The story of the Septuagint and its role in shaping the New Testament and Christianity, now made available to a wider audience.
The Septuagint, the Greek translation of the Hebrew Scriptures between the third century BC and the second century AD, played a central role in the Bible's history. It was used by New Testament writers and the early church in the formation of the early theology of Christianity.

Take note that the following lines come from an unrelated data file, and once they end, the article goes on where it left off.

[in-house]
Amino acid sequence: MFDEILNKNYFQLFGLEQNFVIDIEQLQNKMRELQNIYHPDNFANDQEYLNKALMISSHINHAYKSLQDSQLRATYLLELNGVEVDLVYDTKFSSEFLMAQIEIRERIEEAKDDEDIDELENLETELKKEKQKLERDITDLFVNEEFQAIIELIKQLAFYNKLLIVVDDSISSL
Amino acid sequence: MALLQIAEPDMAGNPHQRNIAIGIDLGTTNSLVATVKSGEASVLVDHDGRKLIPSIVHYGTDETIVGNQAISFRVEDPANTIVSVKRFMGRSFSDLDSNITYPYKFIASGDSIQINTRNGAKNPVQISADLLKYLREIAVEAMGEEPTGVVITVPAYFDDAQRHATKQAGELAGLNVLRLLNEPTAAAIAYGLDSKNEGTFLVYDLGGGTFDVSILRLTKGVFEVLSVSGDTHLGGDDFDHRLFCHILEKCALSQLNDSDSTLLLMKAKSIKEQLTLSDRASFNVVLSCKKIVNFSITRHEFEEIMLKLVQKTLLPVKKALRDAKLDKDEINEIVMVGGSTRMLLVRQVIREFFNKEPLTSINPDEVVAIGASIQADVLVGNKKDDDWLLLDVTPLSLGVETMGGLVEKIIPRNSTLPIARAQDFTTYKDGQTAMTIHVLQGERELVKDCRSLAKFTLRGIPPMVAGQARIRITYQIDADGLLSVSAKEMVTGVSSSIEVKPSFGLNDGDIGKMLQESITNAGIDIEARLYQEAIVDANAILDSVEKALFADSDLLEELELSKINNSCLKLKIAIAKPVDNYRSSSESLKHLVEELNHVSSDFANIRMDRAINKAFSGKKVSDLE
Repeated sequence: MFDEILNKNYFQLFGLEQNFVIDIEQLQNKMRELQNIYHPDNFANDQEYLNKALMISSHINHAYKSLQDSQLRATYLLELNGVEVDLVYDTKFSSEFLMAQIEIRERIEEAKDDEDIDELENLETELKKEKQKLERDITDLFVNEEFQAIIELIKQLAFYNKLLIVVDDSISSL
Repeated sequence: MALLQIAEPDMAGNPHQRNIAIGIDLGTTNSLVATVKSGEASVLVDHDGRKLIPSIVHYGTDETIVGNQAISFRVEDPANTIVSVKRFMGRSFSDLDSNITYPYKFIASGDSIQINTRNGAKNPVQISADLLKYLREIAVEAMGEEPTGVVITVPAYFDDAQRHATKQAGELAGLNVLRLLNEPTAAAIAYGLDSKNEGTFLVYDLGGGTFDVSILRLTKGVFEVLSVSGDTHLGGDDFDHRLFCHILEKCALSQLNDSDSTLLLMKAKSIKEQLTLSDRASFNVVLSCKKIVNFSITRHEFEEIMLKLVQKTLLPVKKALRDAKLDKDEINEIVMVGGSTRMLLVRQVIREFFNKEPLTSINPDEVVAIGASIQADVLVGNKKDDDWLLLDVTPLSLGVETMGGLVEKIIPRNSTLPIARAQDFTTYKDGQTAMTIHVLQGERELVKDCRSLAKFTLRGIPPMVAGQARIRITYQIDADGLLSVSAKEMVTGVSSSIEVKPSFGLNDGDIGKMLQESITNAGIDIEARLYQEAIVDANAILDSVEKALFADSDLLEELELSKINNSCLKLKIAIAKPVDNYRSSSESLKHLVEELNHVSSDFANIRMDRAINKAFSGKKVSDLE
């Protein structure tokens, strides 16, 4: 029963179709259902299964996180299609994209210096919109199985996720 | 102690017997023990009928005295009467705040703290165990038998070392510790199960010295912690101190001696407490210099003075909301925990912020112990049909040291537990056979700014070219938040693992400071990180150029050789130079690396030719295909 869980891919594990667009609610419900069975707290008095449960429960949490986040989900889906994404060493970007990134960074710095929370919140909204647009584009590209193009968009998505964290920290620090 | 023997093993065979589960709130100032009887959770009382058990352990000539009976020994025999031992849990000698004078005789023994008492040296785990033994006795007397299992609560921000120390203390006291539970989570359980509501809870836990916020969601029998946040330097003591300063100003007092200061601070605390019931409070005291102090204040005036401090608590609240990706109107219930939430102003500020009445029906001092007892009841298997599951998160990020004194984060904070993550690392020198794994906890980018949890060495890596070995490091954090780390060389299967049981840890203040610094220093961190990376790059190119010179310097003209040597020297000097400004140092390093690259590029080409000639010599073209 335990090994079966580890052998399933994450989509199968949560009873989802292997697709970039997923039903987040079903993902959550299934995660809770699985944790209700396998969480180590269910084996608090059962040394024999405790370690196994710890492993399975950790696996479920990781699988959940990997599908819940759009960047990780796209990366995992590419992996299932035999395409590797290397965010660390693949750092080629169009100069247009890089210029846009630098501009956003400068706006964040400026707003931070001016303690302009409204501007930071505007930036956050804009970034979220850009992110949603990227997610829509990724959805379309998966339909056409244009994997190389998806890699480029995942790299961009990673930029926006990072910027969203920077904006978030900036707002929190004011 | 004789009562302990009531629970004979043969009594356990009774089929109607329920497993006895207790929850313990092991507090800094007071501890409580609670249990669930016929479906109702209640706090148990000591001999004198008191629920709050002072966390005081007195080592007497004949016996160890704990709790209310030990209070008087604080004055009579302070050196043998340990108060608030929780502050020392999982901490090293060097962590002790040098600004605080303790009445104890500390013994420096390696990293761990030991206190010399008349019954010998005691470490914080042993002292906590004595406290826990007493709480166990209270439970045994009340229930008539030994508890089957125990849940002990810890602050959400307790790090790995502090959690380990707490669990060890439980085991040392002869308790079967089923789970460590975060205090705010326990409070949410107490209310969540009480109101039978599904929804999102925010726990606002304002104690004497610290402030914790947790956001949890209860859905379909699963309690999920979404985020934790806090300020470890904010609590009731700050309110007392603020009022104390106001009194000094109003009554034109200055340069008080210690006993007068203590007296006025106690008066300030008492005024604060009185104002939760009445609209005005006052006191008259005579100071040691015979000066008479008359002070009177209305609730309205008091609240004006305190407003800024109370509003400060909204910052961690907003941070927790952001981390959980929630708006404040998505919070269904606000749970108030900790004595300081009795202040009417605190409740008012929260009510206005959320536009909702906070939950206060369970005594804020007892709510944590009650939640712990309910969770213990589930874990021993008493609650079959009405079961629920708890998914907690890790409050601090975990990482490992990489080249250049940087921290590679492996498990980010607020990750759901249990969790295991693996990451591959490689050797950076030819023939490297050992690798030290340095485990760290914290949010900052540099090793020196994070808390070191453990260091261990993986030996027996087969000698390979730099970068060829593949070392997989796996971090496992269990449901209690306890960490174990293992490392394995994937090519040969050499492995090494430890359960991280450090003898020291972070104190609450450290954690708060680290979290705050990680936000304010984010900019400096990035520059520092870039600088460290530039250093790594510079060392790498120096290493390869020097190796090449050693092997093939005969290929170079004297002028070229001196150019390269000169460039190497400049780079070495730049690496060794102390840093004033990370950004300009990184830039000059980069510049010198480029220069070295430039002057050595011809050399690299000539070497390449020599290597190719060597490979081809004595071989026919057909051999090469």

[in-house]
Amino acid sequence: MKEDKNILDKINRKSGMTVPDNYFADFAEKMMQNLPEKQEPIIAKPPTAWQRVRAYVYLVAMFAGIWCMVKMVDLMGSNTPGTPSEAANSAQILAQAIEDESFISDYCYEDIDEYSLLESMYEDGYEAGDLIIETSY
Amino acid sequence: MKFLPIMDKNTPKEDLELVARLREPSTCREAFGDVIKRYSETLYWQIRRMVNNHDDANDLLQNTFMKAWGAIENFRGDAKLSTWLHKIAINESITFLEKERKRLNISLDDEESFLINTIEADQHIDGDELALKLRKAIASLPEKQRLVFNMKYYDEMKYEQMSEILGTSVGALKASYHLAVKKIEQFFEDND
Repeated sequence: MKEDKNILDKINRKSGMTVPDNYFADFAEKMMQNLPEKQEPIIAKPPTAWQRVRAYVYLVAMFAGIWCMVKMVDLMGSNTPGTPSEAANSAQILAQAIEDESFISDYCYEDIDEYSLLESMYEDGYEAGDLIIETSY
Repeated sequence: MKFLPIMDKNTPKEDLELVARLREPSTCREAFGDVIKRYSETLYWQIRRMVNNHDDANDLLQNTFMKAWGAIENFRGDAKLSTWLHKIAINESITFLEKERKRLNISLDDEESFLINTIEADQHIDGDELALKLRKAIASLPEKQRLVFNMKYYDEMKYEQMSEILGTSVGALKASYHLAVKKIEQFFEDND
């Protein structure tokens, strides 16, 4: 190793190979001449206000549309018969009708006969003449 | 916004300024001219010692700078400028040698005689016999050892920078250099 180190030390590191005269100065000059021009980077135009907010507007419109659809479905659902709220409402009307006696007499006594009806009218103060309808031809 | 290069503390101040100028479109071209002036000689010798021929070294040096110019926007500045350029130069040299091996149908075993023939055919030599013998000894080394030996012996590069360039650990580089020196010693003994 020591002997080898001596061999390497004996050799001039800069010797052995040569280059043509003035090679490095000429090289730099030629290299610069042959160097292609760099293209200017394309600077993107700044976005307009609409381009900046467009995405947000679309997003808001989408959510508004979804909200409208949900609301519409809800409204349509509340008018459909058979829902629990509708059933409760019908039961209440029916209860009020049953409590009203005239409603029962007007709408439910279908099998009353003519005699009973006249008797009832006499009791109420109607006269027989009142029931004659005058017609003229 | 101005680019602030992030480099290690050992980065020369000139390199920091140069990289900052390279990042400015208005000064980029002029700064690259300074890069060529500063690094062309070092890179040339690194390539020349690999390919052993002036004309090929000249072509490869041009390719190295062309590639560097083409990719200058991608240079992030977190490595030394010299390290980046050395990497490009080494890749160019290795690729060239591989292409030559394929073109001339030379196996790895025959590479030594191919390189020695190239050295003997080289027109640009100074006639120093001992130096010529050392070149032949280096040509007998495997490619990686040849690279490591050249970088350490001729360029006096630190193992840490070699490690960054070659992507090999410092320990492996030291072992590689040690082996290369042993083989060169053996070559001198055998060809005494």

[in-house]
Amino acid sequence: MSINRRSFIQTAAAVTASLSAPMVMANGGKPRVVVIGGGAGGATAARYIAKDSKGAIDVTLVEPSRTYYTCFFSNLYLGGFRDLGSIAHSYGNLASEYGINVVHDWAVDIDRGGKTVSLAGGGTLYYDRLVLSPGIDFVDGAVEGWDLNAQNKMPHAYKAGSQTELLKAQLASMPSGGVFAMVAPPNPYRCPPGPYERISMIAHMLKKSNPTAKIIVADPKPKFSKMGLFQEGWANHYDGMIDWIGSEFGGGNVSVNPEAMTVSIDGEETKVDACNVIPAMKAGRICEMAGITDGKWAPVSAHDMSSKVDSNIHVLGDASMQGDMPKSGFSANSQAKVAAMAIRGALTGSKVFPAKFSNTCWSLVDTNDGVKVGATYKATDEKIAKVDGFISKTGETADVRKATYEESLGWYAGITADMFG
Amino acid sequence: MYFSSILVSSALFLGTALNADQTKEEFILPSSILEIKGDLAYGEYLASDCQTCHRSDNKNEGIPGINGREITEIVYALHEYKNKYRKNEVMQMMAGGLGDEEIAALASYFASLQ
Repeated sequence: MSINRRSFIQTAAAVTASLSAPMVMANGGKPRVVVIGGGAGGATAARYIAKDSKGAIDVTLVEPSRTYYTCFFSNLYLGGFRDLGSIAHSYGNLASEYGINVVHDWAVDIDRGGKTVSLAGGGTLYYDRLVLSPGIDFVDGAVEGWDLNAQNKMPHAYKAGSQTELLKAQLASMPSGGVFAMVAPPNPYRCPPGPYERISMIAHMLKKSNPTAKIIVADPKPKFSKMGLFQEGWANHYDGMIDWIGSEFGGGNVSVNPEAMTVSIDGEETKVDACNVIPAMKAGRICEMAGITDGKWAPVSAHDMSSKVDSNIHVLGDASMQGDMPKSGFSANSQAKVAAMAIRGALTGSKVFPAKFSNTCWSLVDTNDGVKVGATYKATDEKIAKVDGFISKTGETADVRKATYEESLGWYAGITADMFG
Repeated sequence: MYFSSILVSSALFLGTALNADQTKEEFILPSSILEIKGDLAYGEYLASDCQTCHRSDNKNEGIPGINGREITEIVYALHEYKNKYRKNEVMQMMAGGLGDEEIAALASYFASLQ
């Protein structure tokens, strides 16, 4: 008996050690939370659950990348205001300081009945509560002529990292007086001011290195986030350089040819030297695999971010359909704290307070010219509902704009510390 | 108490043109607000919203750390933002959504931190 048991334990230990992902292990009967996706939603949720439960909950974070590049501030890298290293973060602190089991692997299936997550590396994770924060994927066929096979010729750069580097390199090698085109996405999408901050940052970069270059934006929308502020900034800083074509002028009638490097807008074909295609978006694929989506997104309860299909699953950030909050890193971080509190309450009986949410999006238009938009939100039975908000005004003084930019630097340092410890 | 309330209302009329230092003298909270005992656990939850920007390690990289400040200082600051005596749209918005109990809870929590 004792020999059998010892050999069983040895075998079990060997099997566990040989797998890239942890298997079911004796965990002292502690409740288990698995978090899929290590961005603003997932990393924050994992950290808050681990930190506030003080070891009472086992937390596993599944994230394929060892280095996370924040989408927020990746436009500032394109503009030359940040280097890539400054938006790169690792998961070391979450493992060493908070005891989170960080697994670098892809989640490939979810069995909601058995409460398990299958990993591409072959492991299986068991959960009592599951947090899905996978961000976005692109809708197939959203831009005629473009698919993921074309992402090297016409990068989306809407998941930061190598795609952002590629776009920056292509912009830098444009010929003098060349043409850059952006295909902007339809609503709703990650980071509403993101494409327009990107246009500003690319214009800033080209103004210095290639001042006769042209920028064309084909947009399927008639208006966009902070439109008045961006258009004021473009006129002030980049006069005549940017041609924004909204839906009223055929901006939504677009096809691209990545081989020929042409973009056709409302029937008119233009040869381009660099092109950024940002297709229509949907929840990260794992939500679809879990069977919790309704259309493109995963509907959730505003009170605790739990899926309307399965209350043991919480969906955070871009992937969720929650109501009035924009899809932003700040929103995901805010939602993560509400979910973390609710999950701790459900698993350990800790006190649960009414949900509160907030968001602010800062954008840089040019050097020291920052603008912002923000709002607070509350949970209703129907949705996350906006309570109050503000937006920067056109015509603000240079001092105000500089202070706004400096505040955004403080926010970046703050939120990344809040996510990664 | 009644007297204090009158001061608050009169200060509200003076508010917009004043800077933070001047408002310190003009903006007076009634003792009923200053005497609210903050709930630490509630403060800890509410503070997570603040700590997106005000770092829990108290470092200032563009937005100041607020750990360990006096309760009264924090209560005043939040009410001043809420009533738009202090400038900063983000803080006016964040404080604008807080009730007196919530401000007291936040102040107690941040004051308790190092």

However, at the end of the fourth century, the focus shifted. The Masoretic Text, the Hebrew Bible most know today, became the favored Hebrew scripture and the Septuagint was relegated to second place. In When God Spoke Greek, Timothy Michael Law discusses the history of the Septuagint and argues for its renewed place in the study of both the history of the Bible and the Bible itself. The Septuagint bears witness to an alternative and sometimes older form of the Hebrew Bible. The study of the Septuagint contributes to a greater understanding of the New Testament, early Christianity, and even Christianity as we know it today.